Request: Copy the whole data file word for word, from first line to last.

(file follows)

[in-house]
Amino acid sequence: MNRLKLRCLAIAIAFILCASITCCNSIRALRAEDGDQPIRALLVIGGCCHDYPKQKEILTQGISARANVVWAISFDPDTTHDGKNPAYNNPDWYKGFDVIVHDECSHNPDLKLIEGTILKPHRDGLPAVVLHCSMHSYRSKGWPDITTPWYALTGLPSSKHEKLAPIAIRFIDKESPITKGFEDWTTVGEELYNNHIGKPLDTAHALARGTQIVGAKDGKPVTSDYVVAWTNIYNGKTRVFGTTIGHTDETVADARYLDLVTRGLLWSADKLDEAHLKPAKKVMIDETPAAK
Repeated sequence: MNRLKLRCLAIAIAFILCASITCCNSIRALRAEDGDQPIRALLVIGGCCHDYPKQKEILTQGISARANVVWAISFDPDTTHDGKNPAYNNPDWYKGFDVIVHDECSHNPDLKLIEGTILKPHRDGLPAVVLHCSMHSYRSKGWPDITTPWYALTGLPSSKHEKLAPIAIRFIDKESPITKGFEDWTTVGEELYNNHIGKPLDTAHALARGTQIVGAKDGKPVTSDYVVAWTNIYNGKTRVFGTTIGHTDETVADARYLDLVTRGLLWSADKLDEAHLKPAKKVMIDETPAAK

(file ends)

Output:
[in-house]
Amino acid sequence: MNRLKLRCLAIAIAFILCASITCCNSIRALRAEDGDQPIRALLVIGGCCHDYPKQKEILTQGISARANVVWAISFDPDTTHDGKNPAYNNPDWYKGFDVIVHDECSHNPDLKLIEGTILKPHRDGLPAVVLHCSMHSYRSKGWPDITTPWYALTGLPSSKHEKLAPIAIRFIDKESPITKGFEDWTTVGEELYNNHIGKPLDTAHALARGTQIVGAKDGKPVTSDYVVAWTNIYNGKTRVFGTTIGHTDETVADARYLDLVTRGLLWSADKLDEAHLKPAKKVMIDETPAAK
Repeated sequence: MNRLKLRCLAIAIAFILCASITCCNSIRALRAEDGDQPIRALLVIGGCCHDYPKQKEILTQGISARANVVWAISFDPDTTHDGKNPAYNNPDWYKGFDVIVHDECSHNPDLKLIEGTILKPHRDGLPAVVLHCSMHSYRSKGWPDITTPWYALTGLPSSKHEKLAPIAIRFIDKESPITKGFEDWTTVGEELYNNHIGKPLDTAHALARGTQIVGAKDGKPVTSDYVVAWTNIYNGKTRVFGTTIGHTDETVADARYLDLVTRGLLWSADKLDEAHLKPAKKVMIDETPAAK